Track sign-ups on Google Analytics

(Henry Cooper) #1

How could I track sign-ups on Google Analytics?

I took a look at this post, but didn’t understand what the code meant, or where I should be adding it.

I am aware that users get sent to a page after signing-up via EMAIL, which I can use to track sign ups. Although, when users sign up using another social platform (Facebook, Twitter, etc…) they are not redirected to any URL

So could someone please explain to me how to do this. Thanks

(James Hahn II) #2

Your best bet here is going to be firing Google Analytics through Tag Manager and configuring event triggers. Here is a good tutorial on Medium.

(Mittineague) #3

I’m wondering what is missing from the Admin Dashboard numbers for new accounts that GA would provide.

(James Hahn II) #4

There are countless use cases around why someone would want to achieve this. A few that come to mind right away…

  1. Tracking conversion paths: “How long does it take for a registration at to translate into a sale at Is it 6 months? How can we make it 3?”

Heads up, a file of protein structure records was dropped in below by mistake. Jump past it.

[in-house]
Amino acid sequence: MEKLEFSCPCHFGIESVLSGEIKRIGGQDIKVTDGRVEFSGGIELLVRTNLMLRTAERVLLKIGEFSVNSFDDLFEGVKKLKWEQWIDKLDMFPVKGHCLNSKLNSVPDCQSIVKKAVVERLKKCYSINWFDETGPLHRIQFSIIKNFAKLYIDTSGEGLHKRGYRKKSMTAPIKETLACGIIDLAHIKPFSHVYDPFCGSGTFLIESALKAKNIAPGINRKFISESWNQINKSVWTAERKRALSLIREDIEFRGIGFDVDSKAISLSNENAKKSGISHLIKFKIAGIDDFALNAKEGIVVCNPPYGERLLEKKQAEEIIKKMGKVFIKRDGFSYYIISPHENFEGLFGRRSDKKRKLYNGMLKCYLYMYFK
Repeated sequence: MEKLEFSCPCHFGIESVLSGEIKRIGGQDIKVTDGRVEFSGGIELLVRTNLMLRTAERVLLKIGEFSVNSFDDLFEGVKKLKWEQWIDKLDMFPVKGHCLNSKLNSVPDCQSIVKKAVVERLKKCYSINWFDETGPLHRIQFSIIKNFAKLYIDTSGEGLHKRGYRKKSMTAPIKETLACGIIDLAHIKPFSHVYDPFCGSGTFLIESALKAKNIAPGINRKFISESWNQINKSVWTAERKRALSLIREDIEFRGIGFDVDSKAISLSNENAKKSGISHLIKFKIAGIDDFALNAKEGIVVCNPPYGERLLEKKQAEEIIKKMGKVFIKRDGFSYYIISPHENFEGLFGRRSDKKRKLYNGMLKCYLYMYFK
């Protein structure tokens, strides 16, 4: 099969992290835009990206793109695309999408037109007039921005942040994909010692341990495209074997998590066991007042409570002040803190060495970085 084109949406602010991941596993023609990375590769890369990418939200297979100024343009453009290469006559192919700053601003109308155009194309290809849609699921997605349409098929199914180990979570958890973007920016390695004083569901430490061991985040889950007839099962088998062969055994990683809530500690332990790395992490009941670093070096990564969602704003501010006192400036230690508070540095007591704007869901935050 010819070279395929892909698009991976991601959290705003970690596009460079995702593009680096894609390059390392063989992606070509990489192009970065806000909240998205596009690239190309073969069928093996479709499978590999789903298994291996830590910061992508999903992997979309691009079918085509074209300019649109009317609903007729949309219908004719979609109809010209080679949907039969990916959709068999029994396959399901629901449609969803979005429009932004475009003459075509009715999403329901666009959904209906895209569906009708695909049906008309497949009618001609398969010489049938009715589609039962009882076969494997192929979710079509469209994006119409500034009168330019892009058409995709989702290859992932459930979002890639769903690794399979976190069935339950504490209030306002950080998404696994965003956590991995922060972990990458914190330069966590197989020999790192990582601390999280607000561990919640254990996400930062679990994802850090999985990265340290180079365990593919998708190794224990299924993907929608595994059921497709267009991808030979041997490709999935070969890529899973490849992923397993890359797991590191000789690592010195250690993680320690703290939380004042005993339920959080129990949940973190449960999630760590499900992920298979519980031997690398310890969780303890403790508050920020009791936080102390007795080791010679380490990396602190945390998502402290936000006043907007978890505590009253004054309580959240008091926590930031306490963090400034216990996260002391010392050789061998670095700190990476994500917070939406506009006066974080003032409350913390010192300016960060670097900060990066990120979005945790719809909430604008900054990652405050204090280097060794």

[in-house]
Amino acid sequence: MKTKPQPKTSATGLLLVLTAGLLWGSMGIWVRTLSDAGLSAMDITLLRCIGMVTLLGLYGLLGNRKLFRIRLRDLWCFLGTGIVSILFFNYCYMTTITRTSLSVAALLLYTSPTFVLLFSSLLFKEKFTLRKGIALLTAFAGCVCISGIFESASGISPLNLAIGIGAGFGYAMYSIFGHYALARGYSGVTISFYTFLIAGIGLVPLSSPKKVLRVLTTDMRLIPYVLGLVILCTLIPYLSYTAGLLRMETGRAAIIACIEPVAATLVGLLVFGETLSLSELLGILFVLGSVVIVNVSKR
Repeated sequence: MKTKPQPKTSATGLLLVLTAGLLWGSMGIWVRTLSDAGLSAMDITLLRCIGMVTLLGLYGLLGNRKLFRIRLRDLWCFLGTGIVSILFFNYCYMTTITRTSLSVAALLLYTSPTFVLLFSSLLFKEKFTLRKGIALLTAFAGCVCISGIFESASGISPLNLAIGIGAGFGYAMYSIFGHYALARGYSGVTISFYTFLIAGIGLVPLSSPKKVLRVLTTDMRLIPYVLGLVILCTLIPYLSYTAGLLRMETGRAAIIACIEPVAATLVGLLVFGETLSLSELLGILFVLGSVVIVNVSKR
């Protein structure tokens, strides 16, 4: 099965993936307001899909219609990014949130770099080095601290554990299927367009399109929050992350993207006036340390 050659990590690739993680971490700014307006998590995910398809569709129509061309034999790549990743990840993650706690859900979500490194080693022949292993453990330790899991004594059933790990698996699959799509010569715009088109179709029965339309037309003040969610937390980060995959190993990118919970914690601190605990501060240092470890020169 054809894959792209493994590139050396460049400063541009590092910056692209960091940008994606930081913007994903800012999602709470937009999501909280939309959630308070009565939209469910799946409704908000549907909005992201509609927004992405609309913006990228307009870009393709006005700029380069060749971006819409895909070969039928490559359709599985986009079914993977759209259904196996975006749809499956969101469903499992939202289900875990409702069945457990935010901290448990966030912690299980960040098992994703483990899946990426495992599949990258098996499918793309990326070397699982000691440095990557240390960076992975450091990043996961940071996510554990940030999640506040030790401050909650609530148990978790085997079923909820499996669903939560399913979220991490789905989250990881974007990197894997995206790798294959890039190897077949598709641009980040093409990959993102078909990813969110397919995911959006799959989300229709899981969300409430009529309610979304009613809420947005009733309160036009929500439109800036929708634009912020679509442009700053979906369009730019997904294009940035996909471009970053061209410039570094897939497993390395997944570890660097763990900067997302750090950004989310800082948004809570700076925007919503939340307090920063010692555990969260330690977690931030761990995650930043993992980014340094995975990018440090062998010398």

2. Initial time on site: “How long do new users spend on the site after initial registration? Is it just 2 minutes? Our most engaged users spent an average of 20 minutes, and visited x, y, z pages. Maybe we need to route new users to those pages first?”
  3. New Member Acquisition: “We are spending $200/day on Google Adwords to promote the new forum. What is our return on the investment? Is the ad converting on the first visit? How many on the second, third, fourth? … Okay, looks like it take “X” impressions to lead to one conversion. Do we need to adjust our ad copy? Should we test different colors on the landing page? What do those demographics look like anyway?”

Those come to mind right away, but I could think of several dozen other reasons someone would want this data integrated directly into Google Analytics instead of just looking at the admin dashboard. Don’t get me wrong, the dashboard is a great 50,000 foot view. The data there works for high-level look at your forum. I can see us using it to put together C-Level reports for enterprise customers. But if you’re on the front line and need to translate data into actionable insights that lead to business outcomes you can report up to the C-Suite, unifying this data into Google Analytics makes perfect sense.

Here’s a solid article I found that offers a bit more context, along with links to custom reports you can import into your Google Analytics account.


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